Developing an integrated, regional career pathways system for people with limited literacy and employment skills.

When so many residents in Greater Hartford face challenges to obtaining a livable wage, the impact is felt in all aspects of community and family life.

Our new Career Pathways Initiative is a strategic approach to this serious community problem – and a $3.95 million investment. The initiative targets residents with limited literacy and employment skills in the Capitol Region, including single parents, at-risk youth, immigrants, homeless heads of household, former offenders, and others who need a broad range of coordinated services to be successful.

In October of 2015, the Foundation awarded $450,000 to Workforce Solutions Collaborative of Metro Hartford to expand sector-based job training programs in our region. We also provided a $600,000 match to Capital Workforce Partners so they could secure an additional $1.4 million in I-Best funding through the Second Chance Society initiative to support training for previously incarcerated individuals in the Hartford area.

The Career Pathways Initiative will enhance or expand existing programs and pilot new, cross-cutting approaches.

It requires partnerships among adult literacy, community college, workforce development, support service and employment sectors to develop realistic and attainable career pathways. Education and training are contextualized to meet adult learners where they are, and all of the training-focused projects include employer involvement. MoveUP!, the Capital Adult Literacy Partnership, will provide technical assistance to the participating organizations.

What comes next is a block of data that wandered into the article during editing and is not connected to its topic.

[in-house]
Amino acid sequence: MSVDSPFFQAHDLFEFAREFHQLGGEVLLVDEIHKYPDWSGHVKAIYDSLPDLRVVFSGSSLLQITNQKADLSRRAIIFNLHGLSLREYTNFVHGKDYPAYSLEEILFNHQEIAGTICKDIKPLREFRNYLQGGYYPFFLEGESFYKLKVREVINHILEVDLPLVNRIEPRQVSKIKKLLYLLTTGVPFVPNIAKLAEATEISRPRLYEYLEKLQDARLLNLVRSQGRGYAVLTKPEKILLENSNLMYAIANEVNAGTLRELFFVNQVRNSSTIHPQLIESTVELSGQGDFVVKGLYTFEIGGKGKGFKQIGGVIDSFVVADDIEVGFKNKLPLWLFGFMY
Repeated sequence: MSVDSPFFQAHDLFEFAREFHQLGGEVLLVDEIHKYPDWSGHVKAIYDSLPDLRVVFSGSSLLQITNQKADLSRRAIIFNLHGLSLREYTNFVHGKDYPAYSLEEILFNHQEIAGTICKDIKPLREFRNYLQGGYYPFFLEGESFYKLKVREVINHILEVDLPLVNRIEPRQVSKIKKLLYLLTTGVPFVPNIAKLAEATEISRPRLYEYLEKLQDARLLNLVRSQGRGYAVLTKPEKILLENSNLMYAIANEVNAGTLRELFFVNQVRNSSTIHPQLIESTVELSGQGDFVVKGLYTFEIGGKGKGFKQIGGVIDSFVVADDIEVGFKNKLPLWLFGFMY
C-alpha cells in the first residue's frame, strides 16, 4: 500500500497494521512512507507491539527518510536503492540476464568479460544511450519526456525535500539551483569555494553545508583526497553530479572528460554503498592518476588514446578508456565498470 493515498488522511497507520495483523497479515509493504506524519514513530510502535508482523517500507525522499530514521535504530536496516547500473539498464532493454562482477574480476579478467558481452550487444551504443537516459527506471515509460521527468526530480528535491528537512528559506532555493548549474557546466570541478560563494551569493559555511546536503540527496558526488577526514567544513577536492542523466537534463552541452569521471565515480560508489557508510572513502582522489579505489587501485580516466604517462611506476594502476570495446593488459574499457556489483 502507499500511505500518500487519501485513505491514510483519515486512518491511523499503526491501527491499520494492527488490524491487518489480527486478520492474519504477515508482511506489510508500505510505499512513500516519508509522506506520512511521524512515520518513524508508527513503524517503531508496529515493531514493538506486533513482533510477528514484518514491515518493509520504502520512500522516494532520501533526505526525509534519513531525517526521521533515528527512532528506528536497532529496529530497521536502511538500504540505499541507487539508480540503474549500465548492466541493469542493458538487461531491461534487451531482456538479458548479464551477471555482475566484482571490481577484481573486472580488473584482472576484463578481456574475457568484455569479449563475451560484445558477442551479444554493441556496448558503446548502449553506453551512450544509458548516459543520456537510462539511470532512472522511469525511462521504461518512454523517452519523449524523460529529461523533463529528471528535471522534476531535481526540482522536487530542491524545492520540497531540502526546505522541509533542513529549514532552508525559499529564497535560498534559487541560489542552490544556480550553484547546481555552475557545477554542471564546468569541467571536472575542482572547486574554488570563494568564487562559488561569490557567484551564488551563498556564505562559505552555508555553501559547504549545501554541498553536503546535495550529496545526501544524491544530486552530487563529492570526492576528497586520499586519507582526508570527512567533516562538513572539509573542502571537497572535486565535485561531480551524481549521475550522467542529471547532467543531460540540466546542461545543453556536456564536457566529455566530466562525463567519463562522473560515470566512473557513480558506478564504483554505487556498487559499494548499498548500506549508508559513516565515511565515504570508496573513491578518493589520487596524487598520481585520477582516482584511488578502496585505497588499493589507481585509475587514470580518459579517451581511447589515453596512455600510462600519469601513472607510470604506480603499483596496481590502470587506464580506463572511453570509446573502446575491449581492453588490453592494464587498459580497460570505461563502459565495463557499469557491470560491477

The initiative consists of nine collaborations that are broad-based both geographically and culturally.

The smallest is a partnership between two organizations and the largest between twelve. Two projects reach out to immigrants and others at the lowest levels of literacy. Three reach out to parents, with a focus on single mothers. One will partner to support at-risk youth, and one will guide manufacturing careers for homeless people. One will enhance employment services and career tracks for returning offenders, and one for low-income and unemployed residents in North Hartford.

This project will also help us see how collaboration works. The grants require partners in each collaborative to formally define their roles and responsibilities, and to commit to quarterly "learning community" meetings. Evaluators will look at what is and isn't working, and we will share our learning so that others may benefit from it.

Creating opportunity for young adults

The Career Pathways Initiative also includes developing a comprehensive career pathway for young adults, ages 18-29. To facilitate this, the Foundation is collaborating with the United Way of Central and Northeastern Connecticut and several area nonprofits. Together, we will support capacity building for ten organizations in Hartford to coordinate and implement their programs.

This collaboration earned the support of the Annie E. Casey Foundation, which awarded a $100,000 one-year planning grant and up to $800,000 in implementation funding to coordinate and scale this work. Hartford is one of four communities nationally to be selected for this opportunity.



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